Timely Issues in Florida Election Law: Topic 1- Voter Challenges

Given the projections for a close presidential race, Florida election law could once again take center stage in the days leading up to and following the election. With that possibility in mind, I will summarize in a series several legal issues that may come into play in November. This first in the series will address challenges to a person’s eligibility to vote.

Voter Challenges (F.S. 101.111, 101.048(2)(a), 101.657(4)(b) )

Given the present uncertainty regarding the presence of non-citizens on the voter rolls, we could experience a significant number of challenges being made to a person’s eligibility to vote. Any voter or poll watcher with sufficient basis can challenge the right of any other voter to cast a ballot. Anyone wishing to challenge a voter at the polling place during early voting or on election day must submit an affidavit to the precinct clerk or inspector outlining the basis for the challenge prior to the casting of the challenged vote. Alternatively, the challenge can be made by delivering the affidavit to the supervisor of elections office no sooner than 30 days prior to the election. The challenged voter will be permitted to vote by provisional ballot. The procedure for the determination of these challenges is outlined in the statutes and under most circumstances the local canvassing board will determine the validity of the challenge. Anyone filing a frivolous challenge of any person’s right to vote commits a misdemeanor of the first degree, punishable by up to one year imprisonment.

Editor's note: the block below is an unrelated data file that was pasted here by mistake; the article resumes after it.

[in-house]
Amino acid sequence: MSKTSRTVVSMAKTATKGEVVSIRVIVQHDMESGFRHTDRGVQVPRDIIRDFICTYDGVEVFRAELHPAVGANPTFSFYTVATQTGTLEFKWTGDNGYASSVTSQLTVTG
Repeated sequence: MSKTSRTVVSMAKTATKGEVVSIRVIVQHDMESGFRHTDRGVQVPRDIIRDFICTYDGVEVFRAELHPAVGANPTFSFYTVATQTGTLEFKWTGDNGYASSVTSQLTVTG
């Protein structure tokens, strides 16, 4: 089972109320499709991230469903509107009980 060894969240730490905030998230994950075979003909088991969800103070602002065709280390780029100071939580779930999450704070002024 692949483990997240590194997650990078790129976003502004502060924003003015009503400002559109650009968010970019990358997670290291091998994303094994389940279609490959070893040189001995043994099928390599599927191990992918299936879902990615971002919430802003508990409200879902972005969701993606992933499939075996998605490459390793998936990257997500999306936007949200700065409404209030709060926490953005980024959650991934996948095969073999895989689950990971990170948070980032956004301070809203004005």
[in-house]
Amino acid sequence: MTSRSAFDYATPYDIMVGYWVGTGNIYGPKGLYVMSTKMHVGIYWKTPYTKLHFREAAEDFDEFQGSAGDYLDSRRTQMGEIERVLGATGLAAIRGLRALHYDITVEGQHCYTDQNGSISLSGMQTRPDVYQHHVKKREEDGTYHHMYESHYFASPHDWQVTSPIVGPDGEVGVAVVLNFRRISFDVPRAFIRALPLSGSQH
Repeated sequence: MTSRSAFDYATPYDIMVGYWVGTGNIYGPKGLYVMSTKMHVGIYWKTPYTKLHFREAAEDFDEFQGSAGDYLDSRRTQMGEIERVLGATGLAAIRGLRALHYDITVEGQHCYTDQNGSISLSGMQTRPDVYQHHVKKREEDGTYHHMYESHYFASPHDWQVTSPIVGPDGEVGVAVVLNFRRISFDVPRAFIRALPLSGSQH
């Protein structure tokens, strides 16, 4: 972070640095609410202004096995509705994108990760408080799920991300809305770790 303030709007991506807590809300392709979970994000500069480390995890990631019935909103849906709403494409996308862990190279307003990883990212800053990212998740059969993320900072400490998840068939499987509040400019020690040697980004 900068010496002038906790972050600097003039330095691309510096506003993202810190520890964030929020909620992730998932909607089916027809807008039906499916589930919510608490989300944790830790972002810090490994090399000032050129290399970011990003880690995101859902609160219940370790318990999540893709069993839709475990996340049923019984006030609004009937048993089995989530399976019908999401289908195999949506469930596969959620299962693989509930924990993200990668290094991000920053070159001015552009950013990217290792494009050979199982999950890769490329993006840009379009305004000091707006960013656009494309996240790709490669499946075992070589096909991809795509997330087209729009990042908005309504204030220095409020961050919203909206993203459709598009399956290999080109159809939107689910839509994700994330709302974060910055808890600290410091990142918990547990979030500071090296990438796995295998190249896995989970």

See Topic 2 – Provisional Ballots.    Topic 3 – Challenges to Absentee Ballot  Certificate.

Topic 4 _ RecountsTopic 5 – Election Contests.

Thomas D. Shults, Esq.

About Thomas D. Shults, Esq.

Tom Shults is a partner in the law firm of Kirk-Pinkerton P.A. He represents clients in a range of matters including election law issues,complex business and commercial disputes and probate and trust suits. Mr. Shults is a Board Certified Civil Trial Lawyer. Board certification is the highest level of evaluation by The Florida Bar of competency and experience within a specific area of law. Mr. Shults also holds the highest peer rating possible (AV) from the independent attorney rating agency, Martindale Hubbell. He was recently appointed chair of the Code and Rules of Evidence Committee of the Florida Bar and is a recipient of the Distinguished Community Service Award of the Sarasota County Bar Association. He is an Army veteran and was admitted to the Bar in 1983.
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